And while it's important to choose a degree based on the skills you want to learn, don't forget that you can use your free electives more wisely – like by adding classes that complement your program.
"If there is the opportunity to take 1 or 2 electives, I would recommend topics around storytelling and digital marketing," Engin said. "Technology is constantly changing and the need to understand the latest trends, along with great copywriting, are essential for success."
SanGiovanni agreed with Engin's suggested course combinations, while also recommending public speaking and business classes.
"The former prepares you for the presentation aspect of marketing and for gauging audience reaction," SanGiovanni said. "The latter offers you an understanding of the processes and needs of any business so that you can address marketing needs."
Holden suggests straying even further away from copywriting.
"Taking some language courses or STEM courses would broaden a copywriter’s background," he said.
If you ever feel like you have more to learn on the subject – or you think you might want to move up the ladder – you may want to consider a master's degree in marketing, communication or creative writing, as well.
"It's beneficial to pursue education beyond (a bachelor's) because one has opportunities to further refine or broaden one's fields of study within the writing field," SanGiovanni said. "Teaching writing, including copywriting, requires at least a master's degree. Further, on a master's level, you are often afforded more opportunities to work with professional writers and learn the business side of writing as well as the mechanics of it."
How to Become a Copywriter with No Experience: Build a Portfolio
"It's never too early to start a portfolio, as it's something that will change with you while you continue to grow and develop as a writer," said Jill Giambruno, a career advisor at SNHU.
But if you have no pieces to show and you've never worked with a client, it's time to think of what else you could feature.
"If you create a press release or other promotional elements as part of a class project – and you’re proud of what you created – then definitely include that in crafting your initial portfolio," Holden said.
Employers will understand that a recent college graduate won't have as robust of a portfolio as someone who's been in the field for a while."As you go through your classes, if there are pieces of writing which can relate to a real-world example, make sure to designate a folder or location to save these examples," she said. "Once you draw closer to your graduation and/or plan to apply for positions, this bank of examples can then be formatted and organized into a portfolio according to the job you're applying for."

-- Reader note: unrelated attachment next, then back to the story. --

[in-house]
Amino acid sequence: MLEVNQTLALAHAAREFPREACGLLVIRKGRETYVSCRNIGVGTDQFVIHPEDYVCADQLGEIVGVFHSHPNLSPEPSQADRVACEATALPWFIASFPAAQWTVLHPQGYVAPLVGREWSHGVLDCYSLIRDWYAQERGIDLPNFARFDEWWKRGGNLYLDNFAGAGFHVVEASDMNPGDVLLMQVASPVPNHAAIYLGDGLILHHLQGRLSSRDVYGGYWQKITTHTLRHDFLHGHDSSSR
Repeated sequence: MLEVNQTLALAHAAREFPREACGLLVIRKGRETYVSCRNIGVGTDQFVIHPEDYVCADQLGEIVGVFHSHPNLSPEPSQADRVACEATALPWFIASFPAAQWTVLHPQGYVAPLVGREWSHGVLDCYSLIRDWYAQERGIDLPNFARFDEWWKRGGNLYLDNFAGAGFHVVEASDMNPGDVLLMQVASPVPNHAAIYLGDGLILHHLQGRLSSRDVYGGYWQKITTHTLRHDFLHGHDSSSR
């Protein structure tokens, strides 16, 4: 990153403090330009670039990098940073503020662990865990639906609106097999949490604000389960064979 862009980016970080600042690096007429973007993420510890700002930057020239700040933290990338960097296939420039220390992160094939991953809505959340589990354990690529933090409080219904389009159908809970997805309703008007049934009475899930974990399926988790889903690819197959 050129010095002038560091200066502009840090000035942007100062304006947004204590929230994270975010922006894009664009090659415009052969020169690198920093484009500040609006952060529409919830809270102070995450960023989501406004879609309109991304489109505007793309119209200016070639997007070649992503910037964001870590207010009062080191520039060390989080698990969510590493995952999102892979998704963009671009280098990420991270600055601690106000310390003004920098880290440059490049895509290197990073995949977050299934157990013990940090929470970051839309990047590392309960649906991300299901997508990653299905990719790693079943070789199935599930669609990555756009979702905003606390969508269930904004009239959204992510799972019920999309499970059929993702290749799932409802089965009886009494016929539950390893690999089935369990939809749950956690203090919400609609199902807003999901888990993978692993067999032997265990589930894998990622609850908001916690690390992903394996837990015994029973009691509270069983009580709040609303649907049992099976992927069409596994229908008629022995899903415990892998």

"The goal is to showcase their potential as a writer and highlight what they can bring to the table as a copywriter," Giambruno said.
It's a good idea to organize your portfolio by the types of assets you've worked on in your classes. You can separate print ads from digital ads, and small fliers from larger posters. This makes it easier for employers to find what they're looking for.
"Many times your portfolio highlights the types of jobs you are looking for or the desired job's responsibilities," Engin said. "It's good to save several types of copywriting examples to show your breadth of experience, but also have the ability to pare it down for a specific job opportunity if needed."
How to Get a Copywriting Job: Freelance vs. In House
Copywriting is unique in that it's much easier to go freelance than it is in some other career paths.
In fact, BLS shows that the freelance option is popular with writers and authors. In 2019, the top employers were:
- Self-employed workers: 63%
- Professional, scientific and technical services: 10%
- Information: 10%
- Performing arts, spectator sports and related industries: 3%
- Religious, grantmaking, civic, professional and similar organizations: 3%
BLS also notes that writers and authors who have adapted to online and social media – and are capable of working with digital tools – should have an advantage in finding work.
There are pros and cons to both going freelance and working within an organization.
Get Freelance Work
When you're a freelance writer, you're the boss. You choose what you want to do.
There's also "flexibility, your own schedule and several clients with different needs versus one company with similar needs all the time," Engin said.
Holden even suggested starting your career doing freelance work – which is another great way to build up your portfolio.
"You hone your craft as you do projects for a variety of clients," he said. "And, often, companies and organizations will be so impressed with the work of a particular freelance copywriter that they hire him or her as a full-time employee."